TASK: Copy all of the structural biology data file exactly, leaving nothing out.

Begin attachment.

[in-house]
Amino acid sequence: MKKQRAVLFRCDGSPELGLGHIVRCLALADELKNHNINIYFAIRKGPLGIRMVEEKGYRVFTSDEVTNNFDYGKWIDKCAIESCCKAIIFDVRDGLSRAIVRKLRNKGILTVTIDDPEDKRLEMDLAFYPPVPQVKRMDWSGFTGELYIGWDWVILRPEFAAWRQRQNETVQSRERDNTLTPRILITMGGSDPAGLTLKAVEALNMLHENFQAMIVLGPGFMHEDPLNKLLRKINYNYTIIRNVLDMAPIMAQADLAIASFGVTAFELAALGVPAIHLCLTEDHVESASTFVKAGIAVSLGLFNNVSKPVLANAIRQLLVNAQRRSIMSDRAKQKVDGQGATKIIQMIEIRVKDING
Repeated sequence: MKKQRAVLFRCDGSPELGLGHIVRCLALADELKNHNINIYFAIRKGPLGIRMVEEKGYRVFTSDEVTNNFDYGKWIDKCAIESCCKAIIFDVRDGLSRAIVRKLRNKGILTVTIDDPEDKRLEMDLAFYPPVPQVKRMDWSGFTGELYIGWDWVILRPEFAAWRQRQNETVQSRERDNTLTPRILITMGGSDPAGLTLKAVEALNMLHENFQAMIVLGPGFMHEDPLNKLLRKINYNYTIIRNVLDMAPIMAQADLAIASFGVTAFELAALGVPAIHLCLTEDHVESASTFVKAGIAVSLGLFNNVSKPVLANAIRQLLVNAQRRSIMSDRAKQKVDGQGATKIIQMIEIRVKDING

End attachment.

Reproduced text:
[in-house]
Amino acid sequence: MKKQRAVLFRCDGSPELGLGHIVRCLALADELKNHNINIYFAIRKGPLGIRMVEEKGYRVFTSDEVTNNFDYGKWIDKCAIESCCKAIIFDVRDGLSRAIVRKLRNKGILTVTIDDPEDKRLEMDLAFYPPVPQVKRMDWSGFTGELYIGWDWVILRPEFAAWRQRQNETVQSRERDNTLTPRILITMGGSDPAGLTLKAVEALNMLHENFQAMIVLGPGFMHEDPLNKLLRKINYNYTIIRNVLDMAPIMAQADLAIASFGVTAFELAALGVPAIHLCLTEDHVESASTFVKAGIAVSLGLFNNVSKPVLANAIRQLLVNAQRRSIMSDRAKQKVDGQGATKIIQMIEIRVKDING
Repeated sequence: MKKQRAVLFRCDGSPELGLGHIVRCLALADELKNHNINIYFAIRKGPLGIRMVEEKGYRVFTSDEVTNNFDYGKWIDKCAIESCCKAIIFDVRDGLSRAIVRKLRNKGILTVTIDDPEDKRLEMDLAFYPPVPQVKRMDWSGFTGELYIGWDWVILRPEFAAWRQRQNETVQSRERDNTLTPRILITMGGSDPAGLTLKAVEALNMLHENFQAMIVLGPGFMHEDPLNKLLRKINYNYTIIRNVLDMAPIMAQADLAIASFGVTAFELAALGVPAIHLCLTEDHVESASTFVKAGIAVSLGLFNNVSKPVLANAIRQLLVNAQRRSIMSDRAKQKVDGQGATKIIQMIEIRVKDING